Twenty years ago Our Girl in Chicago took me on a tour of Frank Lloyd Wright’s self-designed home in Oak Park, Illinois. It was the beginning of what was soon to become a full-blown obsession. Since then I’ve toured fourteen of the thirty-seven Wright houses that are currently open to the public, spent the night in six of them (two more than once), and viewed the exteriors of dozens of other Wright-designed buildings of various kinds.
That’s why I brought along my copy of William Allin Storrer’s The Architecture of Frank Lloyd Wright: A Complete Catalogue when I went to Wisconsin last week. It contains, among other things, the street address of every Wright building in the world, and since I was flying into Milwaukee in the morning and driving from there to Spring Green, Wright’s home, I knew I’d have plenty of time to look at some houses along the way.
Milwaukee contains five buildings designed by Wright, most of them private residences. More often than not, his houses were commissioned by people who had a fair amount of money to spend, meaning that they were either built on large sites that are still surrounded by trees or in upscale neighborhoods that have stayed that way. The Bogk House, a two-story masonry residence built in 1916, is one of the latter, and it makes an impression that will be familiar to anyone who goes out of his way to look at Wright houses. It’s an unostentatious building that fits perfectly onto its small lot and is surrounded by far more imposing homes, but no sooner do you catch sight of the Bogk House than they all seem to disappear from view.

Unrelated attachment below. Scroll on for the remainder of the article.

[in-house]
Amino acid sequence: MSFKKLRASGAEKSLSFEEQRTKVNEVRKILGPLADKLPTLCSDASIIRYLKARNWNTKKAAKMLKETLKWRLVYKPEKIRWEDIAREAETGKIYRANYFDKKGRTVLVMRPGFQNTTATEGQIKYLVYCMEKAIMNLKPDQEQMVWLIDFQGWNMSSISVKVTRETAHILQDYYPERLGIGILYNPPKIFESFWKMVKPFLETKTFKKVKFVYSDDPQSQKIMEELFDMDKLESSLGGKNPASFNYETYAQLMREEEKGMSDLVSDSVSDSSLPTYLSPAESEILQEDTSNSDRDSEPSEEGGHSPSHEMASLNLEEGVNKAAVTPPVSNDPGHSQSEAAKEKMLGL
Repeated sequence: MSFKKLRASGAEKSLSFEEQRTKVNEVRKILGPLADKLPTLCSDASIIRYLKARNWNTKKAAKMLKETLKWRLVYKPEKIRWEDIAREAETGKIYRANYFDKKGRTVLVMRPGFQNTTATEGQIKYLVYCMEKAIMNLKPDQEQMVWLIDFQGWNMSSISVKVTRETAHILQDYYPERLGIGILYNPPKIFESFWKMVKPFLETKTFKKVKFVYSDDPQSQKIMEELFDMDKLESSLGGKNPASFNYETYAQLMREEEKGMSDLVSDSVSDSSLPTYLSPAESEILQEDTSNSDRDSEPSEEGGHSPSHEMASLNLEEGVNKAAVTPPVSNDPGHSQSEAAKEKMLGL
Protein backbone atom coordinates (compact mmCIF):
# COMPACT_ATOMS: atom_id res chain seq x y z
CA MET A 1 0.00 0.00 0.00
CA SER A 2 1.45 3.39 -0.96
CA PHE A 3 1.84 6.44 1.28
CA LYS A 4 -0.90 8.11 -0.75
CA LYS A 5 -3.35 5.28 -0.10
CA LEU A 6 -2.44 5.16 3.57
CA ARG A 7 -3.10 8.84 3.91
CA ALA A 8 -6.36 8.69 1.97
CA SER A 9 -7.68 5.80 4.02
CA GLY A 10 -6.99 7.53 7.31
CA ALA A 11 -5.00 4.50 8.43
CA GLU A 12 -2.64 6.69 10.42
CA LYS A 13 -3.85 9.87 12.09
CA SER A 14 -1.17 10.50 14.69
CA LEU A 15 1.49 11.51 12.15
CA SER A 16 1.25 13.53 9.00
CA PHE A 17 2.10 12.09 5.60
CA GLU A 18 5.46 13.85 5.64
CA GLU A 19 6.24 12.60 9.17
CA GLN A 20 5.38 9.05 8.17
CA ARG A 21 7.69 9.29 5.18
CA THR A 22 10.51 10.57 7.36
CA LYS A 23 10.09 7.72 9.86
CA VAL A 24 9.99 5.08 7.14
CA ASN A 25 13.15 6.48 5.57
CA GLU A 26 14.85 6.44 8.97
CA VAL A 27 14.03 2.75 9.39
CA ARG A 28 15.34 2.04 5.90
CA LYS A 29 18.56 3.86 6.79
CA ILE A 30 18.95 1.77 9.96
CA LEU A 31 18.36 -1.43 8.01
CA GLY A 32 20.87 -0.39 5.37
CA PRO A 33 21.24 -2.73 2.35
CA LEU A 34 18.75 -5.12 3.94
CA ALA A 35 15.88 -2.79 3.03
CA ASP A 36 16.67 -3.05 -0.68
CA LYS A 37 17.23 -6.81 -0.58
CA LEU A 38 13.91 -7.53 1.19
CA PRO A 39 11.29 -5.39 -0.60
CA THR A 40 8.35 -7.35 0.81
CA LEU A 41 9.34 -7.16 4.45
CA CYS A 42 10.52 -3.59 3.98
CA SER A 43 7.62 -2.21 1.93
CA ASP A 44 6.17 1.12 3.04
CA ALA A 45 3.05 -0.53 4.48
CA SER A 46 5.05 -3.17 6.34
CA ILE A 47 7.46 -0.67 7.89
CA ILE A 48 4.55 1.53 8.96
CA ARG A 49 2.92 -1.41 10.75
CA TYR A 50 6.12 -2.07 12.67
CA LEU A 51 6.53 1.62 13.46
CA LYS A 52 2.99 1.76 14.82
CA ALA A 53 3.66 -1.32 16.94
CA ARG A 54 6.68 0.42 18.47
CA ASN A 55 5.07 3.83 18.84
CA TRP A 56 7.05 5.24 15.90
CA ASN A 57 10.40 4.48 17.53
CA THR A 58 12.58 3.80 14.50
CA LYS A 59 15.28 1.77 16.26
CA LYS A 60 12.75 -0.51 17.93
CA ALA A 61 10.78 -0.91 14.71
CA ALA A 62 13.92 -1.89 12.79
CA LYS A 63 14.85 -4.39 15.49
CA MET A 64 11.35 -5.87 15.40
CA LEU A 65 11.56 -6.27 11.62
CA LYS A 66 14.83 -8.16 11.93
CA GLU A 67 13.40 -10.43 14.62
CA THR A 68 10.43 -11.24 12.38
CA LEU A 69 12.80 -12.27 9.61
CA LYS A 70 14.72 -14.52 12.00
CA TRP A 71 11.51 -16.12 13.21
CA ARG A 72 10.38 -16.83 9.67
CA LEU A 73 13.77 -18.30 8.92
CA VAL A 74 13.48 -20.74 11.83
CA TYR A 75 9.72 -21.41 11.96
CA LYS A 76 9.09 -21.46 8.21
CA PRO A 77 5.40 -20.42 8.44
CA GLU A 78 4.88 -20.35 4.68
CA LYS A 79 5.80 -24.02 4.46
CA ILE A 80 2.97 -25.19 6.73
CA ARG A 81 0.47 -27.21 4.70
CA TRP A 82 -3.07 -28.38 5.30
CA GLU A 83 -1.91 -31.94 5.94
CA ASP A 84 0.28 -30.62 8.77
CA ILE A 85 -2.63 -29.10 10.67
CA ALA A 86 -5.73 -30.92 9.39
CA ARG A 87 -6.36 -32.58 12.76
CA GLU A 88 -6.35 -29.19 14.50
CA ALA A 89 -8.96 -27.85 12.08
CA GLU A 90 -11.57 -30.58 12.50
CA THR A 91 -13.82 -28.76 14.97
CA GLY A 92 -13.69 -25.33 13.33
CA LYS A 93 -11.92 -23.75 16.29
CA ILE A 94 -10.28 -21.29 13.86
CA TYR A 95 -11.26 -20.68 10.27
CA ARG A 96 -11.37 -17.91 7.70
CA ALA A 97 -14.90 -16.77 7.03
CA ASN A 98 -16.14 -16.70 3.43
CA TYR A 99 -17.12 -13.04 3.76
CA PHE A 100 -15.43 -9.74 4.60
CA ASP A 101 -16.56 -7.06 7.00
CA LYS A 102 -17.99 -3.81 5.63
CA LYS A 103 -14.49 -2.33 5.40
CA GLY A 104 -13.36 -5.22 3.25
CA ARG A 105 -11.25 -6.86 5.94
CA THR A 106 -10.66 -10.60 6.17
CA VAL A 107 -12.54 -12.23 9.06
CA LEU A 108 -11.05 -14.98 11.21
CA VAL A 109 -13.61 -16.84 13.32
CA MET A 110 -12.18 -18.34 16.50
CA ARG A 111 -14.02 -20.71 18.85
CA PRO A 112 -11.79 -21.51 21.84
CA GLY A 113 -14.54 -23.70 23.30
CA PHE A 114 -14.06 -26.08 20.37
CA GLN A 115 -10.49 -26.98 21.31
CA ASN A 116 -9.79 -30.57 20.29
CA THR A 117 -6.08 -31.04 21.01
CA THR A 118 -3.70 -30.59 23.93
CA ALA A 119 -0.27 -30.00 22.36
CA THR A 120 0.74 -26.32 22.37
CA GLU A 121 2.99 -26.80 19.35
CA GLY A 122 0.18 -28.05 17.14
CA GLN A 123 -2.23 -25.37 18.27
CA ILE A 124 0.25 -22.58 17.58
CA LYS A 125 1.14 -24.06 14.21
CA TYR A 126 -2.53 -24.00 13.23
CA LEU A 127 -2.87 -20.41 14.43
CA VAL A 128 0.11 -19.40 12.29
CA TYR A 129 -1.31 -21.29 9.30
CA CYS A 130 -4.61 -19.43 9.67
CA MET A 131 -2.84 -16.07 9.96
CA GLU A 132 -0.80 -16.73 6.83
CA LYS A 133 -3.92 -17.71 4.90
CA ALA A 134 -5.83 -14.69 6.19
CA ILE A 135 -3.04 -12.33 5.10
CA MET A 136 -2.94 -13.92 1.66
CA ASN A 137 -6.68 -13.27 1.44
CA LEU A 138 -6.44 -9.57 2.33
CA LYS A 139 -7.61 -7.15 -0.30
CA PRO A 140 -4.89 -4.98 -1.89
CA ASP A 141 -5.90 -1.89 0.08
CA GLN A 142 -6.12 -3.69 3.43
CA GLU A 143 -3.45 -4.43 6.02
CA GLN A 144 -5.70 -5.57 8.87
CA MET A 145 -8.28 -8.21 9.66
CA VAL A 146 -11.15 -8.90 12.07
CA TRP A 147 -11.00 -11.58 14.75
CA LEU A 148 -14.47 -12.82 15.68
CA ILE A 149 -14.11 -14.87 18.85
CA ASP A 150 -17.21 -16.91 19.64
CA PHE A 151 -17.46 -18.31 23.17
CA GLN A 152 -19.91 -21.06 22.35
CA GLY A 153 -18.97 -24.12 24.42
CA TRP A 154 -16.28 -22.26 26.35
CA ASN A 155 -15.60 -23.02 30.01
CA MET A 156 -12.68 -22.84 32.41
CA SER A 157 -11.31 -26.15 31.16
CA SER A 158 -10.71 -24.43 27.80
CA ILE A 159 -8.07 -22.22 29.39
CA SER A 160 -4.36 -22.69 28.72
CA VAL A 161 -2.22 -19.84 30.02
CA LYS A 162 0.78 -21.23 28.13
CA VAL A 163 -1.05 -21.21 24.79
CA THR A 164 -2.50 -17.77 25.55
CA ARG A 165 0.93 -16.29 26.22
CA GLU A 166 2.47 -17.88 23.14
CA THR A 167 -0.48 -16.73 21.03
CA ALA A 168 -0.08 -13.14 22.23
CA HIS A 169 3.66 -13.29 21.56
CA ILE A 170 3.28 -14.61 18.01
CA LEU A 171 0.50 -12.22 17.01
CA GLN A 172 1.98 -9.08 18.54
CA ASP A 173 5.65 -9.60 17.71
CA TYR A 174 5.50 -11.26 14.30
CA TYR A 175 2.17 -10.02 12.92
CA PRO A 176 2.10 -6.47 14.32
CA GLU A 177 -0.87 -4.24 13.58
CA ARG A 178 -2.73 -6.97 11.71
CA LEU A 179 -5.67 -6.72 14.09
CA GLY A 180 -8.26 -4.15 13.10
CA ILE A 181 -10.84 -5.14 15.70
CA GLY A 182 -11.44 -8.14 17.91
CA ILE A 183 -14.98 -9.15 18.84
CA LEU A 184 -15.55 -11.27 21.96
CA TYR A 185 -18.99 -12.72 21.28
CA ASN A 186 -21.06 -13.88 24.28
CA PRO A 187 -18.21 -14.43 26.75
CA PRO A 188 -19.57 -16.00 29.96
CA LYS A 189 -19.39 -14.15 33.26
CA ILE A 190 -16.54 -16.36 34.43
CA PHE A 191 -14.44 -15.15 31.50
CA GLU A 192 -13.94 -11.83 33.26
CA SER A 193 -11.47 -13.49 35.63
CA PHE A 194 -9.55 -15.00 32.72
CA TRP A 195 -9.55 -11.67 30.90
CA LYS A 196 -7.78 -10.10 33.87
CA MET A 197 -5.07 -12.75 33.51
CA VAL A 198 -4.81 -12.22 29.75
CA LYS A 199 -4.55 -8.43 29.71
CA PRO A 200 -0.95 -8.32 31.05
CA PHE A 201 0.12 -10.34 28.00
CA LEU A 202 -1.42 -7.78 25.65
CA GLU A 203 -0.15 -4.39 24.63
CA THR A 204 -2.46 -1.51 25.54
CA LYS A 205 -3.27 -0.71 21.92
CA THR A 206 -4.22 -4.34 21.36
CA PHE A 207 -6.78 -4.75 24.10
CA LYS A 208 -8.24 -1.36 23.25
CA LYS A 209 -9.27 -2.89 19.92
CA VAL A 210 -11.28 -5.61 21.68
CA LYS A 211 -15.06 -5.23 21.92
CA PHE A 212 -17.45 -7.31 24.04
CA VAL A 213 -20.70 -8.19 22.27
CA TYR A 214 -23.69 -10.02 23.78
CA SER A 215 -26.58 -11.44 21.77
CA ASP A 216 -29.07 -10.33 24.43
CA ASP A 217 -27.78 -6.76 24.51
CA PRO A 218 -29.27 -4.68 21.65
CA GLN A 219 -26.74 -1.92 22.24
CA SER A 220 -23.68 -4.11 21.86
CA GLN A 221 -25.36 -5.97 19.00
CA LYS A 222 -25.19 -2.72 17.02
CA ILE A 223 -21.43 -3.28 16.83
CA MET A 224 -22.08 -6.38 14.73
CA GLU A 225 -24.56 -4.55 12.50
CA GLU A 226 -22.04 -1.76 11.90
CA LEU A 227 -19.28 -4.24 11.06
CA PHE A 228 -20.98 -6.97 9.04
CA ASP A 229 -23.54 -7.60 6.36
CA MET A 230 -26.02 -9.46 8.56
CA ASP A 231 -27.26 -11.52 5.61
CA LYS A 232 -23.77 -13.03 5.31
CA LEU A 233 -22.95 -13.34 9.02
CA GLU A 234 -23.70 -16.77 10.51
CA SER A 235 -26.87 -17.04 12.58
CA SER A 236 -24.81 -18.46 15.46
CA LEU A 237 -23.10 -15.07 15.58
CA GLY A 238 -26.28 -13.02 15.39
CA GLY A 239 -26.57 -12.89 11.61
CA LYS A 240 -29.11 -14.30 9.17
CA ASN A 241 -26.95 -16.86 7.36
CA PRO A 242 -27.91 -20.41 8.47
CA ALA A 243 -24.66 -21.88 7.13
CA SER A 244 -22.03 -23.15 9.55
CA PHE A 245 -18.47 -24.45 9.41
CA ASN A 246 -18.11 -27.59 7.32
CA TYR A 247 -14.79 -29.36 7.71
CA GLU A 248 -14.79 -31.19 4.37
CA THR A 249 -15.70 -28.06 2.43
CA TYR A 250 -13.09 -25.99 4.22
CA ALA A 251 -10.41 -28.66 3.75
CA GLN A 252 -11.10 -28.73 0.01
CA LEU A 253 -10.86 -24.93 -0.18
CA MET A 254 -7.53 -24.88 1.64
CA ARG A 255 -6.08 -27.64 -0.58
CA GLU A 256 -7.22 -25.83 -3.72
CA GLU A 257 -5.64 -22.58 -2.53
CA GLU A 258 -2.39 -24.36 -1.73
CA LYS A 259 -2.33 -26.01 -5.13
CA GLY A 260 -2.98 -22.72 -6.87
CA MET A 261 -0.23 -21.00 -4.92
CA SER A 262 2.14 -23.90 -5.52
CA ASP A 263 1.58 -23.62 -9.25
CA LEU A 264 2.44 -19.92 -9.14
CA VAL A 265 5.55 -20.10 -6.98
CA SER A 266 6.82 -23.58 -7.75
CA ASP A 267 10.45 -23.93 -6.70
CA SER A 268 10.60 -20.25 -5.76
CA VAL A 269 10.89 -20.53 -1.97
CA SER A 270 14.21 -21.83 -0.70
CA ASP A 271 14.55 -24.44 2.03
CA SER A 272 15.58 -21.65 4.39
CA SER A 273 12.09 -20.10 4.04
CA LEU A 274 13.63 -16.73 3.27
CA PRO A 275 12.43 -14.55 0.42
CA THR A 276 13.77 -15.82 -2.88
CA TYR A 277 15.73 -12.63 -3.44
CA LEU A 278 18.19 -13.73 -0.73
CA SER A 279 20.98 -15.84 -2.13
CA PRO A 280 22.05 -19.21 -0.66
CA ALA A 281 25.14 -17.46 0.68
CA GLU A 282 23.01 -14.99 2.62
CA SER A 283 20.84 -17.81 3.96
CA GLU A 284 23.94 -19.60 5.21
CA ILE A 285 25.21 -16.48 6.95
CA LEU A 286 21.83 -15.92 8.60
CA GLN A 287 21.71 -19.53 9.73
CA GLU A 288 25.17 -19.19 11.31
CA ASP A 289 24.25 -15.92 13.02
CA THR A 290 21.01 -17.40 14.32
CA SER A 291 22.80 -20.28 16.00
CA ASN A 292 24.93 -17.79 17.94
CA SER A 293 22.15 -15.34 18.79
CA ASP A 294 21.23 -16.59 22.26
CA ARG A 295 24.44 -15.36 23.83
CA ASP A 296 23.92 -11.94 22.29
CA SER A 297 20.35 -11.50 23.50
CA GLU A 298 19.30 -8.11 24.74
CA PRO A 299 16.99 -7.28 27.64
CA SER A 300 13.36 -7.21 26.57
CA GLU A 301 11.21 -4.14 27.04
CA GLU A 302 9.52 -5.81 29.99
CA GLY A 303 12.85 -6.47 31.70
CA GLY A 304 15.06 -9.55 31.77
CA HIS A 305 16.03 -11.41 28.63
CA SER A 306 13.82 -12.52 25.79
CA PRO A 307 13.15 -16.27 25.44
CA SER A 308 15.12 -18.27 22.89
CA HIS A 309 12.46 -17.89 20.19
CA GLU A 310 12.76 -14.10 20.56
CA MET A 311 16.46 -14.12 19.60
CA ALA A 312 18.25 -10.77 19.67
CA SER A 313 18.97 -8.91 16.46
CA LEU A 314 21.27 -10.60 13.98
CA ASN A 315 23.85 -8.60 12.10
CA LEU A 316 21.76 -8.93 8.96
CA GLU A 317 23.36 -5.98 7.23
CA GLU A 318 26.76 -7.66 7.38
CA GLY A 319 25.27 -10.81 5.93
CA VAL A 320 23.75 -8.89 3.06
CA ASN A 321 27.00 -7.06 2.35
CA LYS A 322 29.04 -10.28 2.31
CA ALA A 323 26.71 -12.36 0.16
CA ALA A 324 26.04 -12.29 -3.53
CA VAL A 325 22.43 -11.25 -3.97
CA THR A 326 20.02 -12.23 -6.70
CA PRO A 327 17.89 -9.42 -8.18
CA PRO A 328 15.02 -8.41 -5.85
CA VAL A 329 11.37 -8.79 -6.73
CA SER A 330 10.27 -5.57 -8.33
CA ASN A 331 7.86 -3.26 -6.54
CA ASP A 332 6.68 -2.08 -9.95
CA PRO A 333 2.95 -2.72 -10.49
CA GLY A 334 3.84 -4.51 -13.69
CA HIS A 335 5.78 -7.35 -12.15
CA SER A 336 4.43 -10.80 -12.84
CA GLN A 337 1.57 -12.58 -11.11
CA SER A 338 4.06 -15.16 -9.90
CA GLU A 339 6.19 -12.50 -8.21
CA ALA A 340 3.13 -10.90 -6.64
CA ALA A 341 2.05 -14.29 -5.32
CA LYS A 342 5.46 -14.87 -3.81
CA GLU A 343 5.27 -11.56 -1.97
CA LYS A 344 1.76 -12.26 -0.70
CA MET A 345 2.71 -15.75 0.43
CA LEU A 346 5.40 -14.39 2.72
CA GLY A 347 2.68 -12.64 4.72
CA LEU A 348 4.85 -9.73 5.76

Some of Wright’s older houses, however, are located in areas that have changed greatly since they were built. Such is the case with the two small Wright houses and four duplexes that share a single block in Milwaukee’s Burnham Park, which is on the other side of town from the Bogk House, not far from the airport. Built between 1915 and 1916, they were known as American System-Built Homes and were specifically designed to be affordable by working-class people. This was a goal in which Wright devoutly believed, though his painstaking methods made it impossible for him to turn his idealistic notion into a large-scale reality. (Joseph Eichler came a lot closer, but he was no more capable than Wright of overcoming the entrenched resistance of the homebuying public to midcentury modernism.)
A century later, Burnham Park is still a working-class neighborhood, but one that has long since fallen victim to urban decay. Most of the signs on the storefront businesses in the vicinity of West Burnham Street are in Spanish, and none of them suggests the immediate presence of any noticeable amount of wealth.
The most striking of the Burnham Park residences, known to scholars and specialists as the Arthur L. Richards Small House, is an 800-square-foot bungalow that has been meticulously restored by architectural conservationists. The exterior is in pristine condition and the landscaping is immaculate. To stand in front of this exquisitely designed house and look across the street is to feel as though you’ve somehow found your way to the borderline separating two worlds that have nothing whatsoever in common. It’s a piercingly sad sensation, a feeling that the universe is out of joint.